One of the first eco-friendly swaps many aspiring zero wasters make is trading their plastic toothbrush for a bamboo one. But is a bamboo toothbrush really the most sustainable option, or are there any zero-waste toothbrushes with reusable handles? Are there any toothbrushes made from other materials that are more eco-friendly?
Keep reading to learn more about what makes a toothbrush environmentally-friendly, plus our recommendations of zero-waste toothbrushes that are a bit more innovative than bamboo brushes.
Are bamboo toothbrushes good for the environment?
Bamboo toothbrushes are a solid eco-friendly alternative to plastic toothbrushes. Bamboo toothbrushes can be composted (with the exception of the bristles, in most cases). They are also naturally antimicrobial, and bamboo grows very quickly, making it a generally sustainable crop.
Some of our favorite standard bamboo toothbrushes are made by Brush With Bamboo, Wowe, and Bite. Unfortunately, most bamboo toothbrushes’ bristles are not biodegradable as they contain some plastic – even on the most eco-friendly of toothbrushes. On these, you have to remove the bristles using household pliers before composting the handle.
Note that if you see a bamboo toothbrush claiming to include “natural” bristles, these are typically made from boar bristles, making them compostable, but not vegan (and meaning your purchase supports the meat industry, as these boar bristles are generally byproducts of pigs slaughtered for meat).
In contrast, no part of plastic toothbrushes are conventionally recyclable. The only somewhat-widespread way to recycle toothbrushes of any brand is via TerraCycle’s oral care recycling program.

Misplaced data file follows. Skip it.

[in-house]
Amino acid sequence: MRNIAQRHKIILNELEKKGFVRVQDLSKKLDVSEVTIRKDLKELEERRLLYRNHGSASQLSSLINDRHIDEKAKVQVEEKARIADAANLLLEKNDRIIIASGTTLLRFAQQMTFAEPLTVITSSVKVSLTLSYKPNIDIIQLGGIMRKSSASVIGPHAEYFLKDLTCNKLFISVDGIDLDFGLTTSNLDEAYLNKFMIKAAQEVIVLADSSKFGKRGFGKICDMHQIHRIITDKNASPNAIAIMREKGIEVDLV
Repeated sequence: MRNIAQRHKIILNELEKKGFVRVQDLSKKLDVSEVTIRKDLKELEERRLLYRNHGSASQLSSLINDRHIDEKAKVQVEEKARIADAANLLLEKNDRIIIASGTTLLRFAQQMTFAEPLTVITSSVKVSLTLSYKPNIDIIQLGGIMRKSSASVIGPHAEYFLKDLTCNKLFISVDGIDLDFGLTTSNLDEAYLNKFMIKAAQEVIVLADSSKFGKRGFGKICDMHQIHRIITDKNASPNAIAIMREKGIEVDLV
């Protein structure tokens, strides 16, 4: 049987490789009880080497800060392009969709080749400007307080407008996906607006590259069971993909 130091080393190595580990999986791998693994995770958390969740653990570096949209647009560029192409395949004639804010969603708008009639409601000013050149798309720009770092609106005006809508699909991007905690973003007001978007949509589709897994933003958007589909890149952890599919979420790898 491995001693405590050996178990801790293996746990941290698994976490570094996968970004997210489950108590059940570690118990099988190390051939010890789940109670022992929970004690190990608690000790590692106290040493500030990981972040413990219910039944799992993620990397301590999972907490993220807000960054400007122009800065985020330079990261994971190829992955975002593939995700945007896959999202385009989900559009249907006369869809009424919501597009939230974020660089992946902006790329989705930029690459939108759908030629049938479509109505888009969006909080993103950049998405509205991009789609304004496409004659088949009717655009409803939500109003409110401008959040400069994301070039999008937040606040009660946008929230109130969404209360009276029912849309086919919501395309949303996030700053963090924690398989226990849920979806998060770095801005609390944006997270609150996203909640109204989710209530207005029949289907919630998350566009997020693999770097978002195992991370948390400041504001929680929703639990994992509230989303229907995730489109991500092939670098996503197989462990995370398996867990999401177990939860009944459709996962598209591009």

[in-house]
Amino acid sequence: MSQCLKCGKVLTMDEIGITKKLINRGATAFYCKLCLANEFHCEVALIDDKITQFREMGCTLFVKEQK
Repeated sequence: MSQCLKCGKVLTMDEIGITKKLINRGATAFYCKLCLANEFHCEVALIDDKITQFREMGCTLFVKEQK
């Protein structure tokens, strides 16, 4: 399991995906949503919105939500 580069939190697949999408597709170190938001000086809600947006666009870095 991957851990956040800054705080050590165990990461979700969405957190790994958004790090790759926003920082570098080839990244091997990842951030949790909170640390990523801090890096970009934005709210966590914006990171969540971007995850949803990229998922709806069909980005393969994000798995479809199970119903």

So, if you want to move away from environmentally-unfriendly conventional plastic toothbrushes, bamboo toothbrushes are an affordable and popular choice — but there are also a few other zero-waste options on the market.
Etee’s Bamboo Toothbrush With Replaceable Head
Etee’s bamboo toothbrushes feature a reusable bamboo handle that can be reused over and over, or composted if it ever wears out or breaks. The company also offers compostable bamboo replaceable brush heads. You do have to remove and trash the bristles and metal staple before composting the heads, even though the bristles are made from castor bean oil. Etee’s brushes go for $5, and replacement heads are $8 for a pack of two.
The Humble Co.’s Toothbrush With Replaceable Head
Similarly, cruelty-free personal care company The Humble Co. makes bamboo toothbrushes with replaceable heads. However, it appears that you cannot purchase replacements without ordering a handle, too. That said, for €9.99 (around $12 USD) you can get a Humble Co. bamboo handle plus three heads. The bristles are made from nylon, and must be taken out and trashed before composting heads and handles.
Even major brands are getting in on the low-impact toothbrush trend. In February 2021, the Colgate Keep was unveiled, which features a reusable 100 percent aluminum handle and replaceable plastic brush heads, designed to use 80 percent less plastic than conventional plastic toothbrushes. The brush heads can be recycled through the above-mentioned TerraCycle oral care program, which Colgate actually sponsors.